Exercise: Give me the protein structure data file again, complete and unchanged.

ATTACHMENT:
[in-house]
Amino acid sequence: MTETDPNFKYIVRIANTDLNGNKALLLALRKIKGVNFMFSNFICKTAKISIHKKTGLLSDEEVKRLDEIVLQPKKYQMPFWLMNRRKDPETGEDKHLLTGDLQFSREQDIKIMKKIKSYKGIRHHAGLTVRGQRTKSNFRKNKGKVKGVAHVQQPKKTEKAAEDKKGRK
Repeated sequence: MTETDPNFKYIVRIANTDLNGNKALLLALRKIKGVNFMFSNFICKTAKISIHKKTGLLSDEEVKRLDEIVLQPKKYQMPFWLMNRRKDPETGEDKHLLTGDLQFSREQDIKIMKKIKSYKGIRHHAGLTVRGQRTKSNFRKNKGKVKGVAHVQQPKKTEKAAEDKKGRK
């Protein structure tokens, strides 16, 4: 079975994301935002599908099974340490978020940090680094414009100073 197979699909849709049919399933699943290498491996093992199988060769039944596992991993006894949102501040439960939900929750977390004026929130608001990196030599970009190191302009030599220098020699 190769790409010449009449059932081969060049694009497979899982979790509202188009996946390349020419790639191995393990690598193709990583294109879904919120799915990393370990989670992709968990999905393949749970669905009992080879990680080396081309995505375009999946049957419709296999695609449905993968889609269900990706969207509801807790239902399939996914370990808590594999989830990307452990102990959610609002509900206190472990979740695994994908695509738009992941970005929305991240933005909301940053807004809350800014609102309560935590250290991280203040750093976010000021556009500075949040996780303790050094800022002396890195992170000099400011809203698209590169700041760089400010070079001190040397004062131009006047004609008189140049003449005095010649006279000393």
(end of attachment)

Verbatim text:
[in-house]
Amino acid sequence: MTETDPNFKYIVRIANTDLNGNKALLLALRKIKGVNFMFSNFICKTAKISIHKKTGLLSDEEVKRLDEIVLQPKKYQMPFWLMNRRKDPETGEDKHLLTGDLQFSREQDIKIMKKIKSYKGIRHHAGLTVRGQRTKSNFRKNKGKVKGVAHVQQPKKTEKAAEDKKGRK
Repeated sequence: MTETDPNFKYIVRIANTDLNGNKALLLALRKIKGVNFMFSNFICKTAKISIHKKTGLLSDEEVKRLDEIVLQPKKYQMPFWLMNRRKDPETGEDKHLLTGDLQFSREQDIKIMKKIKSYKGIRHHAGLTVRGQRTKSNFRKNKGKVKGVAHVQQPKKTEKAAEDKKGRK
């Protein structure tokens, strides 16, 4: 079975994301935002599908099974340490978020940090680094414009100073 197979699909849709049919399933699943290498491996093992199988060769039944596992991993006894949102501040439960939900929750977390004026929130608001990196030599970009190191302009030599220098020699 190769790409010449009449059932081969060049694009497979899982979790509202188009996946390349020419790639191995393990690598193709990583294109879904919120799915990393370990989670992709968990999905393949749970669905009992080879990680080396081309995505375009999946049957419709296999695609449905993968889609269900990706969207509801807790239902399939996914370990808590594999989830990307452990102990959610609002509900206190472990979740695994994908695509738009992941970005929305991240933005909301940053807004809350800014609102309560935590250290991280203040750093976010000021556009500075949040996780303790050094800022002396890195992170000099400011809203698209590169700041760089400010070079001190040397004062131009006047004609008189140049003449005095010649006279000393």